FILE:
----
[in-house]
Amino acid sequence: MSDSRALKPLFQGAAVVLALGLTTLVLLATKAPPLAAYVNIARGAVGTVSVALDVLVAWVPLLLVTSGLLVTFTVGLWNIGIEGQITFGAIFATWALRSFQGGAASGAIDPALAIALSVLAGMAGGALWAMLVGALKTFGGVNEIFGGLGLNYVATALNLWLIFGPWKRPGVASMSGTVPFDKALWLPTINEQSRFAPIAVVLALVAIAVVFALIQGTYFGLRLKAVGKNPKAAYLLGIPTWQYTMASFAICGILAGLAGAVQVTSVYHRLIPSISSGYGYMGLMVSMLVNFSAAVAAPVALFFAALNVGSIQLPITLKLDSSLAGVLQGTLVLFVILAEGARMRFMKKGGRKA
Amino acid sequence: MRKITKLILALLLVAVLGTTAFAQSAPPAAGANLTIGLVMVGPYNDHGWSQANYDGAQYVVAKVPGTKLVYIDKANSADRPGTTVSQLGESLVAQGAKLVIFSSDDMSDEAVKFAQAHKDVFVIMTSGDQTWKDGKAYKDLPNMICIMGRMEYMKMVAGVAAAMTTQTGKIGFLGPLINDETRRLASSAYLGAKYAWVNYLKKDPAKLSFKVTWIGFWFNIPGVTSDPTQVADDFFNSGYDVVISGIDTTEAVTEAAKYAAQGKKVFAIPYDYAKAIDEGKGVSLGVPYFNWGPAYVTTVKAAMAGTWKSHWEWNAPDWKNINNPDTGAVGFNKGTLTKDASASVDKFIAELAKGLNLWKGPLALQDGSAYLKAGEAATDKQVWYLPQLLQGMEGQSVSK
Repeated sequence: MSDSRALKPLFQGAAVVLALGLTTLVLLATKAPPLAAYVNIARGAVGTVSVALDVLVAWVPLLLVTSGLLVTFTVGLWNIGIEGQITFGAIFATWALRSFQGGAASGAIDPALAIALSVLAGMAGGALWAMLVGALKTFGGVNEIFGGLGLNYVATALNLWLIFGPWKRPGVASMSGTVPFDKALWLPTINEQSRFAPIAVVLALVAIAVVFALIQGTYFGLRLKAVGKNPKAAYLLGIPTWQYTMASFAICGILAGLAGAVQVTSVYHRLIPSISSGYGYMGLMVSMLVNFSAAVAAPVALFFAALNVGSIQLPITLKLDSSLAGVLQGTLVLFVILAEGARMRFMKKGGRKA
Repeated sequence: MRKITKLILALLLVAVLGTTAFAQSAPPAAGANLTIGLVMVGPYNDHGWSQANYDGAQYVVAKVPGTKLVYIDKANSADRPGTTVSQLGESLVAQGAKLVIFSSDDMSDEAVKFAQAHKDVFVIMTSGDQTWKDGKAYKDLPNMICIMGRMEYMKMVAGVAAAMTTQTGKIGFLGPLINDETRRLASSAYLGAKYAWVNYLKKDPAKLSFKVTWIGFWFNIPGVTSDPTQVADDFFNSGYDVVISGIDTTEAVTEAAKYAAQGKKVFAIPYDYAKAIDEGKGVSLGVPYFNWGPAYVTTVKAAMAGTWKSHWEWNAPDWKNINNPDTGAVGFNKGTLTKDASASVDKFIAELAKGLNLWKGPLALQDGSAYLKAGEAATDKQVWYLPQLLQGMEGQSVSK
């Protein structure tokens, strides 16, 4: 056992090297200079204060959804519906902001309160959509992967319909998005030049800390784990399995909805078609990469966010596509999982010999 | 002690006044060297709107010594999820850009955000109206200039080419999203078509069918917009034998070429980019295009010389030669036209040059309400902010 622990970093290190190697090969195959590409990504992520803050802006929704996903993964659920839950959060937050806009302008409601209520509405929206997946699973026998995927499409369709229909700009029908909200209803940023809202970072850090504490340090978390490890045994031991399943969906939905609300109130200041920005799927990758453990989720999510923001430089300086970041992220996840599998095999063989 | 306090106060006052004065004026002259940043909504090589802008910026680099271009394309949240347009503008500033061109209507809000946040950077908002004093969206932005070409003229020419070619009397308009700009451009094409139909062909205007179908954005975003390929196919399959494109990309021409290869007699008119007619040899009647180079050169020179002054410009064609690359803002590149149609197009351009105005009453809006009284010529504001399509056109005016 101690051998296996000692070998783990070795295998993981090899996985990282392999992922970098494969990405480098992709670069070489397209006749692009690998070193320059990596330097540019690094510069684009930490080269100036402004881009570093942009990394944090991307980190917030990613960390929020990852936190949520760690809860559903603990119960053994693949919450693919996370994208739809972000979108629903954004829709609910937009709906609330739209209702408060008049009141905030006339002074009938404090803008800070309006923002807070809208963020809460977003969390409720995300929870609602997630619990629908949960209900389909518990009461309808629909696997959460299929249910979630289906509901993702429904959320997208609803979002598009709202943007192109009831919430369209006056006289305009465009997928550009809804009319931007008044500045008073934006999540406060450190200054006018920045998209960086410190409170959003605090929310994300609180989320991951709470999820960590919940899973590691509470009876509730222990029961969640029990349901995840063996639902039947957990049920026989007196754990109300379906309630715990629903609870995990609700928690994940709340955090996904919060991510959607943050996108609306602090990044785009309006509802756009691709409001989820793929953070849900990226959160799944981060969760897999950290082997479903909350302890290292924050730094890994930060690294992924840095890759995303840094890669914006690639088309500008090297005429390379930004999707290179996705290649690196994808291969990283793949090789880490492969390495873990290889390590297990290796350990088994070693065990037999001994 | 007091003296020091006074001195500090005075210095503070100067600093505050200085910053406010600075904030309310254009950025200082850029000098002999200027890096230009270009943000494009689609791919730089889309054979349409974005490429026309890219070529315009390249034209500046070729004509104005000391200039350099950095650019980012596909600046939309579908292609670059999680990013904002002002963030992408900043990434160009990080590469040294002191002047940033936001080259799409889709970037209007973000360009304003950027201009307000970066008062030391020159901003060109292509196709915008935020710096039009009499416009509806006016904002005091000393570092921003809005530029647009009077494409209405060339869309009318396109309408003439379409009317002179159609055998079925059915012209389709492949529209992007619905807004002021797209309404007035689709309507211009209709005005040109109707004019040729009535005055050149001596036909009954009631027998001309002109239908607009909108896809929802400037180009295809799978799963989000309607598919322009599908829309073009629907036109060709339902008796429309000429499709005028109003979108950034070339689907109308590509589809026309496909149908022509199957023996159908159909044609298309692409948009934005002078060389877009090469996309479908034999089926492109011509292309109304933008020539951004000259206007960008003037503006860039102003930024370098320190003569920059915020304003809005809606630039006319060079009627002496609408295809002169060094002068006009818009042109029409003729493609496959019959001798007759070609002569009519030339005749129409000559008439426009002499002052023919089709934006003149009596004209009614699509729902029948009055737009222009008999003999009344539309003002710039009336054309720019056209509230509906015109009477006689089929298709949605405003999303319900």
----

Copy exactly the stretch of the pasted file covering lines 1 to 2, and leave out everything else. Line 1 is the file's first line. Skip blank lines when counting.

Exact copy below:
[in-house]
Amino acid sequence: MSDSRALKPLFQGAAVVLALGLTTLVLLATKAPPLAAYVNIARGAVGTVSVALDVLVAWVPLLLVTSGLLVTFTVGLWNIGIEGQITFGAIFATWALRSFQGGAASGAIDPALAIALSVLAGMAGGALWAMLVGALKTFGGVNEIFGGLGLNYVATALNLWLIFGPWKRPGVASMSGTVPFDKALWLPTINEQSRFAPIAVVLALVAIAVVFALIQGTYFGLRLKAVGKNPKAAYLLGIPTWQYTMASFAICGILAGLAGAVQVTSVYHRLIPSISSGYGYMGLMVSMLVNFSAAVAAPVALFFAALNVGSIQLPITLKLDSSLAGVLQGTLVLFVILAEGARMRFMKKGGRKA